Now that I am running a nutrition consulting business and working for myself,  I am the sole decision maker of setting the daily “to-do-list.”  One task that I have made a priority is to spend one hour a day reading a nutrition or diet-related book. It’s important to me to keep up with the latest resources marketed to my clients. My goal is to have a repertoire of references for clients who ask about issues such as combating mindless eating (great book: Mindless Eating by Brian Wainsink), or perhaps want to be inspired to grow more of their own food (great book: Animal , Vegetable, Miracle by Barbara Kingsolver). The latest book on my book shelf is called the “The Thin Commandments.” While the actual “diet plan” is a “one-size-fits all plan” and is unsupported by research, I strongly agree with the author’s “10 thin commandments.” They are excellent behavioral strategies that one should assess if they are seeking permanent weight loss.  Here are 5 of my favorites: Commandment 1: Think Historically, Not Calorically. To illustrate this commandment, I will use a personal example.  I “heart” the Bucktown Pizza from Pi Pizza. “Calorically” I know that I can have one slice of deep dish pizza along with their K2 salad and be pleasantly satisfied on a perfect amount of calories. “Historically” however, I have never just eaten one piece, and the deliciousness brings me back in for slice #2.  Therefore my “history” with this food is one in which I have low to no willpower. If I was trying to lose weight, it would be in my best interest to look at other “trigger” foods and perhaps weigh their history more than their calories. Commandment 2: Strategy is Stronger than Willpower My successful weight loss clients aren’t the ones with the most “willpower,” but those with the most strategies. They plan ahead. Example 1: Their grocery store lists include healthy snacks instead of depending on the vending machine at 3pm to come up with a nutritious 75 cent selection. Example 2: They set up a weekly exercise buddy, so when their 5am alarm goes off…it’s not the willpower that gets them to throw off the cover, it ‘s the friend waiting for them at the park.  Strategy = Success. Commandment 3: Separate Mood from Food Sad? Chips.  Depressed? Cake. Angry? Cereal.  If eating is dictated by your mood, any weight lyou lose could easily be regained time and time again until the mood is separated from food.  Does food ever solve the problem? If you address the emotion with the right response, the result will be guilt-free and empowering. Commandment 4: The slips should teach you, not defeat you. It took years to create unhealthy habits, therefore it only makes sense that it takes months and years to re-script new ones.  We learn from slip ups. My most successful clients are those who can hop back the healthy habit weight train without any guilt.Commandment 5: Losing Weight is Half the Job. Keeping it Off is the Other Half DIET is something you go ON and perhaps OFF.  No wonder it is so easy to regain weight.  That is why practicing behaviors and strategies that you can manage for a lifetime, not just 12 weeks is key.  Losing weight should not  feel depriving, but liberating. You should be eating in a way that you can eat forever, sustaining healthy habits.  When healthy behaviors become just what you DO and who you ARE, you can live in this “world of food” as a healthy person…for good. Thy shalt be healthy!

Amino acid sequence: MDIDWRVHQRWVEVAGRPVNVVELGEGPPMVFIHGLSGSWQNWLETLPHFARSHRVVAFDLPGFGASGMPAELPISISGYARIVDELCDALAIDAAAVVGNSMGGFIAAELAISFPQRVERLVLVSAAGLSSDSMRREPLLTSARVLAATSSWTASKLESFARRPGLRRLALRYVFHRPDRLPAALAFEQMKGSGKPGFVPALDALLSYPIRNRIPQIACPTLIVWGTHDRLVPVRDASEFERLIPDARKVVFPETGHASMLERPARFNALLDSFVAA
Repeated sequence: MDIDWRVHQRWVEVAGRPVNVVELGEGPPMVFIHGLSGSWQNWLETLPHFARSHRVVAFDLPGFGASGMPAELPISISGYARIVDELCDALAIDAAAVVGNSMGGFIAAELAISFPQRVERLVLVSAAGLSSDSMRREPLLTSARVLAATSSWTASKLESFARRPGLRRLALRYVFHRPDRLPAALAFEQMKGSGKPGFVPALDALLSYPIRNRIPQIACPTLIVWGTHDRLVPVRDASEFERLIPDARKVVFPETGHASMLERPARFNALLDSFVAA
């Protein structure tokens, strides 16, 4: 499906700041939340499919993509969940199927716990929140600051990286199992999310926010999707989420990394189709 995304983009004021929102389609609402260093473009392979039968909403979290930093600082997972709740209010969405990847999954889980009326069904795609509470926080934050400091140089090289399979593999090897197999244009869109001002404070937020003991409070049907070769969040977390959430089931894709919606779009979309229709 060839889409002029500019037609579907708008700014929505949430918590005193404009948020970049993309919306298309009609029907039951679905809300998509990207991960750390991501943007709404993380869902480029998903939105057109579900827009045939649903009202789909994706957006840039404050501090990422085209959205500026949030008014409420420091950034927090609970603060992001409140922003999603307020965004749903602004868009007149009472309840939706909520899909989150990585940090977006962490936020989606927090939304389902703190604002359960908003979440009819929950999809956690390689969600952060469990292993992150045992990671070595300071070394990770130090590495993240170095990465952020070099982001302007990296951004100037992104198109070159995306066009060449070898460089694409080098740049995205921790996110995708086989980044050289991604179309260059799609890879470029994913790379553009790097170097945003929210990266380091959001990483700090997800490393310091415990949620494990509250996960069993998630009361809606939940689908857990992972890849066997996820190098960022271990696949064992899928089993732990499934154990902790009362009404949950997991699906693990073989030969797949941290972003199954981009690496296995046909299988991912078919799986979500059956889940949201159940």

Jennifer McDaniel

Jennifer McDaniel is a Registered Dietitian, Media Spokesperson, and co-author of Prevention's Mediterranean Table Cookbook. She and her team of Registered Dietitians aim to help their clients go further, make change last, and unlock their potential. She lives in St. Louis, MO with her husband, and three young sons. If you are interested in working with Jennifer, please visit our contact page.